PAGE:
Table Tennis 1891-1902
Diameter 3,8 cm (1902 ‘Ping Pong’
Weight 2 g
Whan Major Wingfield took out a patent on his new game of lawn tennis in 1874 he gave it the unlikely Greek title of Sphairistike. But if the name failed to catch on, the game did and it was not long before manufacturers sought to emulate its success with an indoor version.
After several failed attempts from both sides of the Atlantic using flat markers, balloons and even ‘Tiddledy Winks’, in 1890 an English company, David Foster, brought out the first recognisable table tennis set, using strung rackets and a cloth covered rubber ball. A year later John Jaques of London launched Gossima. This featured battledores – vellum-covered bats designed for shuttlecocks and a webbede cork ball. Both games failed however. Foster’s ball had too wild a bounce while Gossima’s did not bounce enough.
The breakfhrough came in 1900 when, according to one source, a man called James Gibb returned from USA with some celluloid balls that, despite their crude seams, offered a much improved game. Developed, as we read earlier by the American inventor, John Wesley Hyatt, in 1863, celluloid was already in use for billiard balls.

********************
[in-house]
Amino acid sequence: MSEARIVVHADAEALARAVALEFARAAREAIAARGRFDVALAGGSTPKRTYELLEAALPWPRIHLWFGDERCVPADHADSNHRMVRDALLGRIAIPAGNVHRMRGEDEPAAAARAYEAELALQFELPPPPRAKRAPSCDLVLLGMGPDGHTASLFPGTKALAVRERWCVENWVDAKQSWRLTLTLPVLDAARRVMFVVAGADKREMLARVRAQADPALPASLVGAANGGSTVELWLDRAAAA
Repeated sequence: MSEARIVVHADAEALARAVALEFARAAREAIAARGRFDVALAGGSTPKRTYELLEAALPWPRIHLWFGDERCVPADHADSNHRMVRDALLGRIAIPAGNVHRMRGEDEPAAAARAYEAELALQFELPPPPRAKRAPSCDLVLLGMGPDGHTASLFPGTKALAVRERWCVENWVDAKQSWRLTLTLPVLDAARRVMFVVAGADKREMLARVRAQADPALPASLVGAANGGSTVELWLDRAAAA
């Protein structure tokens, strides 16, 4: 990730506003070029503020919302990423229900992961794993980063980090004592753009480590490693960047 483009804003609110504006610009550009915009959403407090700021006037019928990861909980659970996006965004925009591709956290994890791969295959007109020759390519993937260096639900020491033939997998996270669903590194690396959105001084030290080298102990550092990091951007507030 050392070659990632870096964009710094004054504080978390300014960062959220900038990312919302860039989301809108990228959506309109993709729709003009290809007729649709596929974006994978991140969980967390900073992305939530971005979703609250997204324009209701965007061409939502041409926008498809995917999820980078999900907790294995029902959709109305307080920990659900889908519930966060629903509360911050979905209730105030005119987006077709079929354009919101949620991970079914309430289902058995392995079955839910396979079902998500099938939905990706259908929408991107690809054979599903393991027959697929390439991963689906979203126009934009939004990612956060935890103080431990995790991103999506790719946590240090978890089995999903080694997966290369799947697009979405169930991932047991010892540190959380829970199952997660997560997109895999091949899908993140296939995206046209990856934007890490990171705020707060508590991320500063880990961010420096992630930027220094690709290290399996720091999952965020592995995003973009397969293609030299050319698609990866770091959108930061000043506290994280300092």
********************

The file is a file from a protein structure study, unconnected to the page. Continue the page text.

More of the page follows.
Not only were the new balls exeptionally lightweight, when struck by the drum-like surface of a batteldore they made a distinct sound, one which led the London store Hamleys to register an inspired brand name for the game in 1900.
Soon after they teamed up with John Jaques, who quickly mastered production of what would become the standard ball thereafter. ‘Ping Pong’ had arrived.
For a few heady years the world went Ping Pong crazy. At Ping Pong parties ppeople sang Ping parties people sang Ping Pong ditties, danced the Ping Pong Polka and ate Ping Pong biscuits. This, of course, culminated in Ping Pong diplomacy between USA and China in 1971; proof that sport and politics can mix if booth sides know the name of the game.